Scintilla Project, Prompt 6: Talk about an experience with faith, your own or someone else’s.
When I was at my parents’ house this past July, a number of utterly bizarre things happened. First, in a Sauvignon blanc induced haze, I decided to clean out a large container of junk in my childhood bedroom. This led to me finding a veil studded with plastic penises from my “bachelorette party” (which consisted of Tink taking me to Sunday lunch at Souplantation in Oxnard, where I wore the aforementioned veil, much to the abject horror of the families dining). Under the influence of wine and nostalgia, I placed the ridiculous crown on my head, and continued to sort junk (pun intended.) My mother soon found me, and somehow, the evening devolved from paper-sorting to veil-wearing to trying on each other’s wedding gowns.
Second, I love my mother, but the world should know this: my mother dressed me like a cupcake when I was married. I remember standing in the changing room at Rene Strauss for the Bride on Wilshire in Beverly Hills, saying I want to try on simple dresses; sheath dresses. And my mother replying, You’re going to regret that. Don’t you remember that you always wanted a princess wedding?
I had not, in fact, always wanted a princess wedding. I loved playing wedding when I was a little girl. I grew up in to a somewhat stiff and difficult woman, but I love romance; I love love stories. I think there are some men I’ve dated (or married) who might tell you that I am not a romantic, but I’ve always felt that they missed the obvious.
One might say, Meredith, your mother did NOT dress you for your wedding. You were a grown woman. You had a choice. But have you ever watched one of those wedding shows on TLC, where the girl seeking a gown is so concerned about what Mamma and Grams think about the dress? Those ones where the she wants to look like Marilyn and her family wants her to look like Lady Di? Guess who wins? The bride-to-be comes out in some Frankenstein combination of sexpot with sleeves, and there are tears – the happy kind – and life goes on. Mine was a happy choice, and a pretty dress. The world kept spinning.
Third, on that sticky Southern California Sauvignon Blanc-soaked night this past summer, my best friend showed up, and my mother and I got tipsy and tried on each other’s wedding gowns. What was instantly clear was this: we had made an awful mistake. Even back in the early 70s, she should’ve worn a dress in the style of mine, and in the mid 00s, I should’ve worn a dress in the style of hers.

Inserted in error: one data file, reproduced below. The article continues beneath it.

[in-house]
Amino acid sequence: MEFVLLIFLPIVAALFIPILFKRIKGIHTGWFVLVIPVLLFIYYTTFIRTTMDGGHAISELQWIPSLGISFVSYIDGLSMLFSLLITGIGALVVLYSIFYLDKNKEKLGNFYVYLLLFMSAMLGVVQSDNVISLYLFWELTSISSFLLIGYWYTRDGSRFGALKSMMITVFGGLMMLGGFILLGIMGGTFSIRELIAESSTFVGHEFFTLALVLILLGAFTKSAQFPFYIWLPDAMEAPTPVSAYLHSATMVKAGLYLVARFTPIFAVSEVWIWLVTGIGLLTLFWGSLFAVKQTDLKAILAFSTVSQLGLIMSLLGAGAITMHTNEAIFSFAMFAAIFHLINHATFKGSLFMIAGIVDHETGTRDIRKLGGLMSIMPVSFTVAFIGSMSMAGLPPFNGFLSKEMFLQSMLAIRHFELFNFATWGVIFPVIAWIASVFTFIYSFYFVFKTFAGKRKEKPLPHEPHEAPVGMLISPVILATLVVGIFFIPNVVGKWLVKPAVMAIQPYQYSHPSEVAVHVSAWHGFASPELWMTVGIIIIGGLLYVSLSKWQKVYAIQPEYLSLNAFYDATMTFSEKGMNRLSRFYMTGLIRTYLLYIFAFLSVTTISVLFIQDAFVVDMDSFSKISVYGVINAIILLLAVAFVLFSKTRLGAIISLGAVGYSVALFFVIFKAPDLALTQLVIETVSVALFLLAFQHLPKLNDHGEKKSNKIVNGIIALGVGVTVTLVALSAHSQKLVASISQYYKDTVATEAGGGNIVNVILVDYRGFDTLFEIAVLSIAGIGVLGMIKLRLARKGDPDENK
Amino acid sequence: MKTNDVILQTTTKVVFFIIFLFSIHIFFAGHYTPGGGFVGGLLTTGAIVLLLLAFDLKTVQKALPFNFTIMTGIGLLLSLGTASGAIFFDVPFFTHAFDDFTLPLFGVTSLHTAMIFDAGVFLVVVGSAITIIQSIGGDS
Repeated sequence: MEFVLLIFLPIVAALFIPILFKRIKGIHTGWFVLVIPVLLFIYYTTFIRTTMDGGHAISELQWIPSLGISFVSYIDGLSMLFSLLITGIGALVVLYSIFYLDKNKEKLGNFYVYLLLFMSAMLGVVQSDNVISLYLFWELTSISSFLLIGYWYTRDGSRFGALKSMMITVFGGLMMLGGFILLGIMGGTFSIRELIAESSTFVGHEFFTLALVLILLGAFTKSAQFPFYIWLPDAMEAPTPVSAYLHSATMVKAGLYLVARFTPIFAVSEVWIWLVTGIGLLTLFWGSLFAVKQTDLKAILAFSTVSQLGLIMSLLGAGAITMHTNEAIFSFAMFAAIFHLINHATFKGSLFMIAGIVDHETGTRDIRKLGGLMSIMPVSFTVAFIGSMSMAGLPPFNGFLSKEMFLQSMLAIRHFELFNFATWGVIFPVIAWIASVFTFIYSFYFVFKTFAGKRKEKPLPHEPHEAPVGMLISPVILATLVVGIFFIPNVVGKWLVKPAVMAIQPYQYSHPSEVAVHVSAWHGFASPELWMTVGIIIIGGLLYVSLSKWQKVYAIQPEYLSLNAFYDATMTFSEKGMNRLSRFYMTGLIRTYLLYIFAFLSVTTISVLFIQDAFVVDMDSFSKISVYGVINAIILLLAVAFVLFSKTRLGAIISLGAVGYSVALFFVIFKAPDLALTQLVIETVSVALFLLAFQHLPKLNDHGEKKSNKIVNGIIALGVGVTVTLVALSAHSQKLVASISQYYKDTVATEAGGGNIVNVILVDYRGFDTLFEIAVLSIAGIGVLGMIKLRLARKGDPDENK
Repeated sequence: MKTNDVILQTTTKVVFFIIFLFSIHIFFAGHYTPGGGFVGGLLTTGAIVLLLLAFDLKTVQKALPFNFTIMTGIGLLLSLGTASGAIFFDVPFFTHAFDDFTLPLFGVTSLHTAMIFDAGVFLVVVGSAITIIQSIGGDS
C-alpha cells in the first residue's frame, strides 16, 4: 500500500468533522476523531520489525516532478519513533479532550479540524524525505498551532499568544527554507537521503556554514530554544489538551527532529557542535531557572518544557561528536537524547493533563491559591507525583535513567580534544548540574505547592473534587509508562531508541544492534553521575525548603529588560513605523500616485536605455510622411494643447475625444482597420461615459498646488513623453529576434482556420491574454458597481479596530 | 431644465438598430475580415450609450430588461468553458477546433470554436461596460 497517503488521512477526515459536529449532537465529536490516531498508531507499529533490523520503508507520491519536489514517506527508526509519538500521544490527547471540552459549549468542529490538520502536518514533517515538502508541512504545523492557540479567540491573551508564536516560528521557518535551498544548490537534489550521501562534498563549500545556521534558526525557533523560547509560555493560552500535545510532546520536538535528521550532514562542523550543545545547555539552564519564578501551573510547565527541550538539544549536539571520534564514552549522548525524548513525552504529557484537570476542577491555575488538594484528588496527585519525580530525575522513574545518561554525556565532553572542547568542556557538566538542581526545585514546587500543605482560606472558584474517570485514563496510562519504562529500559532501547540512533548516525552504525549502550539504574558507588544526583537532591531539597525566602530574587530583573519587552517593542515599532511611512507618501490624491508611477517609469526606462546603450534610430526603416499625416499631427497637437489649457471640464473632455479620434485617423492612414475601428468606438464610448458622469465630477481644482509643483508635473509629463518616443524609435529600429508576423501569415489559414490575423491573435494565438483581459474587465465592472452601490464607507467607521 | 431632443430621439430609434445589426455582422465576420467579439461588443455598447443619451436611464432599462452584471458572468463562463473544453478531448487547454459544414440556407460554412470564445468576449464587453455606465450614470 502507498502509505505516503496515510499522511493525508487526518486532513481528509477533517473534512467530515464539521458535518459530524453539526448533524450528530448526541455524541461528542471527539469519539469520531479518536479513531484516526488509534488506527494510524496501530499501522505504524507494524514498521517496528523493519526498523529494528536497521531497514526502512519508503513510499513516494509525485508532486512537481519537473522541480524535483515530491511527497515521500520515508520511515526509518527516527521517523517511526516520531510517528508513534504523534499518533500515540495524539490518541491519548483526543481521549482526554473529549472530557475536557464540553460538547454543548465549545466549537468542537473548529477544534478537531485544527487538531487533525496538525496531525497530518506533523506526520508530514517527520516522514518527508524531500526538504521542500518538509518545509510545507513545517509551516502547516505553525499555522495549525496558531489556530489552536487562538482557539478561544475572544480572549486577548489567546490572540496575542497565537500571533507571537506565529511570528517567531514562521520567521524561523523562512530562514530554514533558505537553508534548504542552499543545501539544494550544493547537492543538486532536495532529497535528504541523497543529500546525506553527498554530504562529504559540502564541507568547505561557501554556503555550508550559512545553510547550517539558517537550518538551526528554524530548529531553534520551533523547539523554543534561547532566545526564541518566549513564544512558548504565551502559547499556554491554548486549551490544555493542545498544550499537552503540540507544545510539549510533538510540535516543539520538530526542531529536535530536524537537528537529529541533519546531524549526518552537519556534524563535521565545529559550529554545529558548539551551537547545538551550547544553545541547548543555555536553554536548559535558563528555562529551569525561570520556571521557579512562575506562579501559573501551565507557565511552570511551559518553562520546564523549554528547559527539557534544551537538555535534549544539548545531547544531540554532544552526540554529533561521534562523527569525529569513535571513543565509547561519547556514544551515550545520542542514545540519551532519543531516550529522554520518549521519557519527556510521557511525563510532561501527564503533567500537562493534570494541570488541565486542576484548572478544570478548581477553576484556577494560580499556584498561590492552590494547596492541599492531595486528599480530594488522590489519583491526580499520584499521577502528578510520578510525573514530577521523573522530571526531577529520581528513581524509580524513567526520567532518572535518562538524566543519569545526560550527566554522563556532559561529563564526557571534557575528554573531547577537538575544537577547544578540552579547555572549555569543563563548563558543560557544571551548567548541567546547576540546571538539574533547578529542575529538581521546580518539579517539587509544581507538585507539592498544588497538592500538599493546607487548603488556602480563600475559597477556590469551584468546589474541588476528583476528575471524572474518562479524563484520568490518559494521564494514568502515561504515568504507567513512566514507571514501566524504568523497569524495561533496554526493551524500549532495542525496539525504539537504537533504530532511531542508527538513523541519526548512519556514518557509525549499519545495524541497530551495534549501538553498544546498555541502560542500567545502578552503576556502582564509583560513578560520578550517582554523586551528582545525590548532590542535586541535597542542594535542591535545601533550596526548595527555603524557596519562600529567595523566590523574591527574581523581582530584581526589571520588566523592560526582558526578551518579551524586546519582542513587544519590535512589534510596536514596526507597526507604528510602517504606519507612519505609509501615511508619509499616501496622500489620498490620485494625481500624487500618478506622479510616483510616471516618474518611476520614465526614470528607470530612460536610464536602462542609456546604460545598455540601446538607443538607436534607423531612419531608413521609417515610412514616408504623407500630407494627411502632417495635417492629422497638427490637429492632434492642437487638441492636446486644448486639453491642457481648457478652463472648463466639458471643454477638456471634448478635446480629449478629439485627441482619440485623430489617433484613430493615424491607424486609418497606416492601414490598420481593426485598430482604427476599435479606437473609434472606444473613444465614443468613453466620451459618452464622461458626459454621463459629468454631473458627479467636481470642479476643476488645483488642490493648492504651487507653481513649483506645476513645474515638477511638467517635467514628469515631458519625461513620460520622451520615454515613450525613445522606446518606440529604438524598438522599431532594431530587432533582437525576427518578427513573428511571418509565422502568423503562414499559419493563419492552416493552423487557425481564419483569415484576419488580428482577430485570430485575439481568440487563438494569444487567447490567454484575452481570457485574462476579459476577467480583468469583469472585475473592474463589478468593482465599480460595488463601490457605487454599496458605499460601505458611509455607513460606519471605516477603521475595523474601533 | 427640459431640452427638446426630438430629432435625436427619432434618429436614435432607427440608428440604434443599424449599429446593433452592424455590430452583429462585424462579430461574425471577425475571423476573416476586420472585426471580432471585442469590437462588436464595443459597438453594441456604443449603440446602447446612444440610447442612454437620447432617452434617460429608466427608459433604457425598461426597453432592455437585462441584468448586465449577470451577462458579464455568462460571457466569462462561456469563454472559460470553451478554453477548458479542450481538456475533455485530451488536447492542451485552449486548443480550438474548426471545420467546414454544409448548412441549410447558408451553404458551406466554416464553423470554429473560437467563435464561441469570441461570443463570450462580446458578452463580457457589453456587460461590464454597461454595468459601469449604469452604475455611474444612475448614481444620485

My mother is a beautiful woman. And In my sparkly, too-white-for-me dress, she was radiant. The silk swirled around her, and suited her frame. The bodice was tight, but the dress was otherwise perfect for her. And I understood, then, why she’d picked it for me.
Similarly, her dress was perfect for me. It was simple, and classic, and had a history of things that had worked. I love found things; things with a story. My mother loves things with possibility. Our younger selves had somehow missed the obvious nearly a decade ago. However, we’d been different people, and in those days, we’d not been able to see even the noses on our faces.
So we stood in my parents’ front room, laughing our heads off and drinking our wine with my best friend, and remarking that if I ever undertook a second marriage, I should probably consider wearing my mother’s dress. Those were all strange thoughts: history, possibility, do-overs.
Earlier in that evening, as I had gone through that box of papers, I had found in an envelope a copy of my marriage license along with copies of photos of members of Andrew’s family and mine on their wedding days. Lots of successful marriages. Ours was one of the only divorces.
Sitting on my childhood bedroom floor, under the whitewashed walls and ceiling, I dry-heaved. Divorce as a concept; marriage in retrospect – i.e., the thing about which I most often write – it is an easy thing to digest. It is pre-chewed. But I was suddenly confronted with life before the war; my younger self, i.e., the girl who wore twill skirts and pop-collar polo shirts, and had a diamond solitaire.
It isn’t that I’m not that woman, nor is it that I never was her. But what I learned was this: I’d married because I had faith that it would work. And it didn’t. I’d survived my divorce on hope; friendship; maybe too much wine; and believing I would survive. But the things I’d believed had been tested. The years between signing that piece of paper to bind, and signing the one to release me had been a test of my faith.
That silly night in my parents’ house with my best friend and my mother reminded me of what was to come; it renewed my faith in possibility; reminded me that love remained. And hopefully, it prevented me from ever again having that mermaid tail-and-mutton chop-sleeves moment on the dressing room chopping block in front of the three-way mirror.